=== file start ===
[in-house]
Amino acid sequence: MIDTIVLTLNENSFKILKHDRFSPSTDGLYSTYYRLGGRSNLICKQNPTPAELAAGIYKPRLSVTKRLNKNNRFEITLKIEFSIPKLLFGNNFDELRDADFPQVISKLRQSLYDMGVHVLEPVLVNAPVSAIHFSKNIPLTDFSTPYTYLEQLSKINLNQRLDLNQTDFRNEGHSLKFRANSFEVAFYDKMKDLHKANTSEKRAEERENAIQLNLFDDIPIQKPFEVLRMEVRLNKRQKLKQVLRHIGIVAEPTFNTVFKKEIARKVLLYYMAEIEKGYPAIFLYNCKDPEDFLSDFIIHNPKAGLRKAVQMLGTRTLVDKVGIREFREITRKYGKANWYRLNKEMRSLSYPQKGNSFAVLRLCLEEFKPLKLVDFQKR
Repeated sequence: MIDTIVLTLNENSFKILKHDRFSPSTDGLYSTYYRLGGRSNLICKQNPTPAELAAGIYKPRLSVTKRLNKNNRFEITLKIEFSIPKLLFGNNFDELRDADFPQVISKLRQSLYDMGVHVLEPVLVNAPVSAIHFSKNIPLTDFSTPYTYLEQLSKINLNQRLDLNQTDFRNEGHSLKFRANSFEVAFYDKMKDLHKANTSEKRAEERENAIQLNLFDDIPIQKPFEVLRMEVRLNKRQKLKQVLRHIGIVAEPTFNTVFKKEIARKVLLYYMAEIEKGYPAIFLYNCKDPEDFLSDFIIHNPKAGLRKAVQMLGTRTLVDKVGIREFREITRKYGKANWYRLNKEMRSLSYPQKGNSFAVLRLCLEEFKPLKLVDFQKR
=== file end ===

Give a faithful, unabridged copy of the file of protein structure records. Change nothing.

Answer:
[in-house]
Amino acid sequence: MIDTIVLTLNENSFKILKHDRFSPSTDGLYSTYYRLGGRSNLICKQNPTPAELAAGIYKPRLSVTKRLNKNNRFEITLKIEFSIPKLLFGNNFDELRDADFPQVISKLRQSLYDMGVHVLEPVLVNAPVSAIHFSKNIPLTDFSTPYTYLEQLSKINLNQRLDLNQTDFRNEGHSLKFRANSFEVAFYDKMKDLHKANTSEKRAEERENAIQLNLFDDIPIQKPFEVLRMEVRLNKRQKLKQVLRHIGIVAEPTFNTVFKKEIARKVLLYYMAEIEKGYPAIFLYNCKDPEDFLSDFIIHNPKAGLRKAVQMLGTRTLVDKVGIREFREITRKYGKANWYRLNKEMRSLSYPQKGNSFAVLRLCLEEFKPLKLVDFQKR
Repeated sequence: MIDTIVLTLNENSFKILKHDRFSPSTDGLYSTYYRLGGRSNLICKQNPTPAELAAGIYKPRLSVTKRLNKNNRFEITLKIEFSIPKLLFGNNFDELRDADFPQVISKLRQSLYDMGVHVLEPVLVNAPVSAIHFSKNIPLTDFSTPYTYLEQLSKINLNQRLDLNQTDFRNEGHSLKFRANSFEVAFYDKMKDLHKANTSEKRAEERENAIQLNLFDDIPIQKPFEVLRMEVRLNKRQKLKQVLRHIGIVAEPTFNTVFKKEIARKVLLYYMAEIEKGYPAIFLYNCKDPEDFLSDFIIHNPKAGLRKAVQMLGTRTLVDKVGIREFREITRKYGKANWYRLNKEMRSLSYPQKGNSFAVLRLCLEEFKPLKLVDFQKR